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[Editor's Note: today's post is by guest author R. Michelle Green, the Principal for her company, Client Solutions. She is a combination geek girl, personal organizer, and career coach. Michelle helps others improve their use of technology in their personal or professional life. Today, Michelle discusses mobile device security.]

By R. Michelle Green

So you’re really tired of everyone encouraging password use. Tens of articles, on this site alone... But (let the rationalizations begin) you need so many PWs! And everyone wants 8+ digits now, with symbols and stuff! And you live in complete and round-the-clock harmony with your significant other/roommate (and their SOs, family and friends). You’ve never left your laptop/smartphone/tablet unattended, right? (Or outright lost it?...) And you secure your phone/tablet when service people are in your home. And those 50 people you had at your house party last week (bitchin’ party, who were the folks who brought the great dessert and the weird Russian soda?) would never pick up your phone when you weren’t looking, right?

All subtlety aside: stop making excuses and secure your digital home. And first thing – put a password on your smartphone and your tablet.

I pick up people’s devices all the time (with their say so, of course), and I am always amazed if I can access one at will. We all like looking. For me it’s partially envy – I still haven’t bought a smartphone (dammit it’s a phone, and I want better than ‘Fair’ call quality as evaluated by Consumer Reports.). For most of us, it’s curiosity. Pretty pictures, cool apps, oh what’s this game? I’ve never looked in anyone’s medicine cabinet, but I hear it happens frequently. Perhaps such actions are innocuous, like picking up a book or magazine in someone’s home. But my magazines don’t have my bank statement in them, and they can’t access 1-click (the devil’s tool if I’ve ever seen one, there’s a reason the default at Amazon is enabled).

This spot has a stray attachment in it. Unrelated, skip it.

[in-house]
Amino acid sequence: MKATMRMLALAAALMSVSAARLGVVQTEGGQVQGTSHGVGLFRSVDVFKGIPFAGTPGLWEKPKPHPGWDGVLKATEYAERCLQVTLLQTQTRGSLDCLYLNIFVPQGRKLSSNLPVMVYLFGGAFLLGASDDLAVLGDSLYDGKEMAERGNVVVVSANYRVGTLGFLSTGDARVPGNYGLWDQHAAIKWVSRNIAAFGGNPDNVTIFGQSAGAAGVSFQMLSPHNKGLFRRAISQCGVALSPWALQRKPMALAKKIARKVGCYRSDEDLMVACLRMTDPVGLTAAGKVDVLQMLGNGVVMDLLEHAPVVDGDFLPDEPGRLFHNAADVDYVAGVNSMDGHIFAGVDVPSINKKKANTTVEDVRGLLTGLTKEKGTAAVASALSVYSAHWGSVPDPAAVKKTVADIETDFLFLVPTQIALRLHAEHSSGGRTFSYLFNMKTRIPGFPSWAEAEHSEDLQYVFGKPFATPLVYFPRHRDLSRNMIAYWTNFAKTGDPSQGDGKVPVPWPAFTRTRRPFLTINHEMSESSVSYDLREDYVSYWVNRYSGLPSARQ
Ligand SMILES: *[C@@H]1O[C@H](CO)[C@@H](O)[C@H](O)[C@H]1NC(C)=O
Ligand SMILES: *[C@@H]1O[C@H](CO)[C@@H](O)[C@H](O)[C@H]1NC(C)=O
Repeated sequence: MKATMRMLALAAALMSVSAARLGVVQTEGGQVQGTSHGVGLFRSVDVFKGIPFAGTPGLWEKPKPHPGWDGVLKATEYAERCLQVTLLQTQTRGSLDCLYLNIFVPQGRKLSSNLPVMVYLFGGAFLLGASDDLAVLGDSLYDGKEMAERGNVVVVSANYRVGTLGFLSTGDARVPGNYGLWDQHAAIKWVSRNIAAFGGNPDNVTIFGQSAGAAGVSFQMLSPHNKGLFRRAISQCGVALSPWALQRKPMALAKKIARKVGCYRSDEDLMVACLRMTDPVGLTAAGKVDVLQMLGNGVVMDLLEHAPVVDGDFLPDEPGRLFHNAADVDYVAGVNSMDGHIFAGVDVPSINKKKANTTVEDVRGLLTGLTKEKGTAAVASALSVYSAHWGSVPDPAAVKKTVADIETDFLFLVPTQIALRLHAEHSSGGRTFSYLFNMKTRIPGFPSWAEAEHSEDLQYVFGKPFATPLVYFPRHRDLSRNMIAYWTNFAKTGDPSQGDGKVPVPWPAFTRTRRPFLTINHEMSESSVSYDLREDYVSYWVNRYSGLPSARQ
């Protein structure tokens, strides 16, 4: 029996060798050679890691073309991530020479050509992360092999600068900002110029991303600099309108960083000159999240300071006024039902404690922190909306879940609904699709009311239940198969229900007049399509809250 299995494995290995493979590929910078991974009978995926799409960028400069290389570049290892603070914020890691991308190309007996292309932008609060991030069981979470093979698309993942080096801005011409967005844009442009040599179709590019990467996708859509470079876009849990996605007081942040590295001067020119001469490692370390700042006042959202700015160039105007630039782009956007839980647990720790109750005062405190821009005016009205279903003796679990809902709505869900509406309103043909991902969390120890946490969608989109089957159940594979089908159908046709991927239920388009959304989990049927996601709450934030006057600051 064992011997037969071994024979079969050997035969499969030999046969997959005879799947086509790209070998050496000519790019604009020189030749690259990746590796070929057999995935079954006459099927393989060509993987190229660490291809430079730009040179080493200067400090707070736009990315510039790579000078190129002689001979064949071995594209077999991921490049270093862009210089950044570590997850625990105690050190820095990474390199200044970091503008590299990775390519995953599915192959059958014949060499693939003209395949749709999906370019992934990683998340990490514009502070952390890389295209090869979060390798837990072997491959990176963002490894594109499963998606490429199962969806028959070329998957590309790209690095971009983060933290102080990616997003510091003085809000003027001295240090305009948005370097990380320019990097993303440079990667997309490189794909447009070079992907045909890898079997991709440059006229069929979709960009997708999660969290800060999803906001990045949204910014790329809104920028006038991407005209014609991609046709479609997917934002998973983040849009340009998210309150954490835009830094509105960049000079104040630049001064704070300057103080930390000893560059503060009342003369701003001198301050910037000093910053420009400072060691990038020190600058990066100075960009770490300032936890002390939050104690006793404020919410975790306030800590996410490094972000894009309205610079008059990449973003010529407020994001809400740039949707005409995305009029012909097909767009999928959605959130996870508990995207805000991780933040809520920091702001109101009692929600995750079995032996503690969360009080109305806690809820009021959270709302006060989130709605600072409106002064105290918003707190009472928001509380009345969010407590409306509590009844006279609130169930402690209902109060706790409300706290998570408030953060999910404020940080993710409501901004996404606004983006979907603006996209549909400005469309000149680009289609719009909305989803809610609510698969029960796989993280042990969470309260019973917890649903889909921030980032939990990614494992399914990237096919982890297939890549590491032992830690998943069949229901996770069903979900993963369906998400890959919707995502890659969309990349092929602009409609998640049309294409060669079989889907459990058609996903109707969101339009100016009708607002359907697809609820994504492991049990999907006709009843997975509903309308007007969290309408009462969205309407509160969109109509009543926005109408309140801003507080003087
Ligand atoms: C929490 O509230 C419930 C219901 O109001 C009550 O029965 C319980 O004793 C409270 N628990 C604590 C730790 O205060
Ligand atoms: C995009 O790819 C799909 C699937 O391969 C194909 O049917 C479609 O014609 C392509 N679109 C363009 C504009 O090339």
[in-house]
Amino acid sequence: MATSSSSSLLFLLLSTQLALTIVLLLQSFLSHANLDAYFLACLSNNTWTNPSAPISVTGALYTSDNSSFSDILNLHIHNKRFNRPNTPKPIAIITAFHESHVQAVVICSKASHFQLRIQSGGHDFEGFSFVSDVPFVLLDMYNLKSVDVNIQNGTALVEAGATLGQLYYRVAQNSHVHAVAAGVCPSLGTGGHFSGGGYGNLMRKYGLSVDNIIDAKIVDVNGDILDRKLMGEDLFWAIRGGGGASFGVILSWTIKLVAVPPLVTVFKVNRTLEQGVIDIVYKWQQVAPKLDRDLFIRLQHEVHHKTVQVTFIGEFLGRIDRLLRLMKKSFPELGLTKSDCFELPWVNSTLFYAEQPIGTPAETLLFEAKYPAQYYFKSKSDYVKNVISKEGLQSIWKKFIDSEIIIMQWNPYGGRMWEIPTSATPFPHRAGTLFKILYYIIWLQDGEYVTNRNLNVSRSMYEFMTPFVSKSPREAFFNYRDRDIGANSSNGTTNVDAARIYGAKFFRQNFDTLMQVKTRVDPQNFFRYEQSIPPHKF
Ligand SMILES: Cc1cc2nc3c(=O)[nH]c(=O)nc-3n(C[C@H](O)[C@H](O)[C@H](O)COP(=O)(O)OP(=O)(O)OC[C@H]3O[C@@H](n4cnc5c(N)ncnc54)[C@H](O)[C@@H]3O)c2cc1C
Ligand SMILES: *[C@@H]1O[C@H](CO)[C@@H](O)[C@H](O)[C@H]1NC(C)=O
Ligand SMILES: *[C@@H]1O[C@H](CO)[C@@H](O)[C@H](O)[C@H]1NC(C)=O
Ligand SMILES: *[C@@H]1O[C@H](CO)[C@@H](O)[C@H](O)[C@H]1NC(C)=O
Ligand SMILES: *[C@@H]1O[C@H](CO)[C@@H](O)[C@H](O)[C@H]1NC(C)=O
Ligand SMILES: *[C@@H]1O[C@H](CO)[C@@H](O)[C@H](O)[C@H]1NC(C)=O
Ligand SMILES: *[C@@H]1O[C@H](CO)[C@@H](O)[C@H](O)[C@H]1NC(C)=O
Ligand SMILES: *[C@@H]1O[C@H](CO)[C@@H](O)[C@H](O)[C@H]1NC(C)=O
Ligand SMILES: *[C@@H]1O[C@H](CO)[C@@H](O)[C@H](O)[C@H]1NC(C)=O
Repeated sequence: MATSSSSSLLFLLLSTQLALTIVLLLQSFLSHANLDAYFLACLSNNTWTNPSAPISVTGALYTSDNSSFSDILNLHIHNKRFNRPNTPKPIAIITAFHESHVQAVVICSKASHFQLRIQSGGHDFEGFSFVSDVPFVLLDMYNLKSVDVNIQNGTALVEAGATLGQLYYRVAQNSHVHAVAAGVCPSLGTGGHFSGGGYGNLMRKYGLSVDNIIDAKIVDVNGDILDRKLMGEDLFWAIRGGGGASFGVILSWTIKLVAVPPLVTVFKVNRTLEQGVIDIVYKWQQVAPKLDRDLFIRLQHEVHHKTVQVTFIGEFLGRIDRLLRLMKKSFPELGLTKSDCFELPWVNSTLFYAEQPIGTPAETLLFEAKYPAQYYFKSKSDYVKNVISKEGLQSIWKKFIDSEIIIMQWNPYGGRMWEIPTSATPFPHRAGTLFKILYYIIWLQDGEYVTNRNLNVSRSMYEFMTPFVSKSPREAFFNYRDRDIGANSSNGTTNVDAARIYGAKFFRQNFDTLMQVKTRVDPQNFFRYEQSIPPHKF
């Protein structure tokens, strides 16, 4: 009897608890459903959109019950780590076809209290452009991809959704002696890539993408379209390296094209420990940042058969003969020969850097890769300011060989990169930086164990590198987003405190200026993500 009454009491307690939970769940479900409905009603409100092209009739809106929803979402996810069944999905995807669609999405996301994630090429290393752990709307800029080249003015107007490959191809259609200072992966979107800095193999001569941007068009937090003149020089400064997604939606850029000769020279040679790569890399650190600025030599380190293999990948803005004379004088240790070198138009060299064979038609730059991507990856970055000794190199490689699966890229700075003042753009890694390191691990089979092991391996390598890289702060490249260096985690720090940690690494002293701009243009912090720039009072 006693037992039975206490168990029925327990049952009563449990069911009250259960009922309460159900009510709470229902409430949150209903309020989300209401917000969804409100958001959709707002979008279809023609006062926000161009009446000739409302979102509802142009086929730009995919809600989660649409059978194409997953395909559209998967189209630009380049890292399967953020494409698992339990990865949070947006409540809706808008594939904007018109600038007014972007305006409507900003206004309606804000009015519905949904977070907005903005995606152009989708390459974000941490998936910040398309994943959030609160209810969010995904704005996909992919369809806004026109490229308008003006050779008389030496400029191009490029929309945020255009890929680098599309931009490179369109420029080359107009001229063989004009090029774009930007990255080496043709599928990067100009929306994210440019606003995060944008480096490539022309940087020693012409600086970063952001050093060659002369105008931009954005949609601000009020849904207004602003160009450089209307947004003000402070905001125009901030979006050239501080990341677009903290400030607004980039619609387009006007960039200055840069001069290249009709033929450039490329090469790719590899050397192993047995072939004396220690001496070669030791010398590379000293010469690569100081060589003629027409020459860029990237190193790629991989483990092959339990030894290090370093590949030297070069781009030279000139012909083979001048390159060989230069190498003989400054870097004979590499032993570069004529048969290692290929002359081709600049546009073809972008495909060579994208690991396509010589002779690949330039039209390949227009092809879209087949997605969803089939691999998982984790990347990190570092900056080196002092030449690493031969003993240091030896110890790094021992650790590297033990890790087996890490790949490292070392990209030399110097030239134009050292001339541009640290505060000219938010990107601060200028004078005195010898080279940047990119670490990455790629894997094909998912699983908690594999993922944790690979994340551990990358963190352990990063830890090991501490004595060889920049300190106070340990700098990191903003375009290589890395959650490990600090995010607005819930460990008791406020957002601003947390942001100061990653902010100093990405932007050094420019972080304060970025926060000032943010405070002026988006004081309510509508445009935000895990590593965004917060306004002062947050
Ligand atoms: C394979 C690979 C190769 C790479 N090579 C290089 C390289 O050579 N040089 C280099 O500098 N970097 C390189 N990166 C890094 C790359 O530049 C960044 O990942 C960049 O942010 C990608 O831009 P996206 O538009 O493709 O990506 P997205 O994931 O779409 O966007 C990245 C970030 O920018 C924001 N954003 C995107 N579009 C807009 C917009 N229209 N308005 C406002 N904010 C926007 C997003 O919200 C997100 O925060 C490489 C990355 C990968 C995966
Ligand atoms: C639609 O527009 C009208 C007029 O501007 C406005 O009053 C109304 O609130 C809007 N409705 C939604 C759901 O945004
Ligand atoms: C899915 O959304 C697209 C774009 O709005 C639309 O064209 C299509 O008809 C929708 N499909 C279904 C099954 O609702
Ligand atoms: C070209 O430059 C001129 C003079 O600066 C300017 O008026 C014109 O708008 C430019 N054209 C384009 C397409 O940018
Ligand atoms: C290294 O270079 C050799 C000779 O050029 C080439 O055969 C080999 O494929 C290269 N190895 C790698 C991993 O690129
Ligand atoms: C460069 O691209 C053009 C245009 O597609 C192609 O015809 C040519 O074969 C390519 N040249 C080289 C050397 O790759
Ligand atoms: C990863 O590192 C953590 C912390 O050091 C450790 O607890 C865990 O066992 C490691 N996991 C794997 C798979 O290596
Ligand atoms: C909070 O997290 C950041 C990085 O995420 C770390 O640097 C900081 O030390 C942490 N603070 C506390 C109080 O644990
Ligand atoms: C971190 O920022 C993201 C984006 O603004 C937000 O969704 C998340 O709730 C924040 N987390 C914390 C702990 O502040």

Symantec ran tests to study human behavior with lost smartphones. After leaving 50 phones abandoned in NYC, DC, SF, LA, and Ottawa CA, Symantec observed that 9 of 10 finders routinely trolled through the phone’s personal data. Even the 50% who returned the phone typically attempted to access private data on it first. Sure that might have been an effort to find the owner’s contact info, but you can cut down on opportunistic data loss. Part of good common sense is making it hard for people to behave badly (particularly with your stuff). Half the phones were accessed within the first hour.

As your smartphone transubstantiates into your personal computer, sensitive data becomes way easier to lift than Stephen King’s nearly three pound ‘11/22/63’. I could access my godson’s Facebook page for almost 2 months after his recent visit, despite my shutting down daily. How? He had checked “keep me logged in” when he used my computer. Andy Weir says it well: “You can build the world’s strongest lock, only for someone to absentmindedly leave the door wide open…”

Make sure your mobile device has a password on it, and not 1234, or Password1. Don’t leave yourself logged in on websites. And avoid shortcuts to purchasing that bypass authentication of the buyer or the purchased items. Don’t leave yourself wide open for some Mayhem wannabe to wreak havoc with your digital affairs.


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William Davis

Smart phone brought a new way of living by feed a unique feel in our life with facilities and services. It brought a vast communication age with living in a global village. So it is needed to manage the proper way is very essential for us. Many thanks for your impressive articles.

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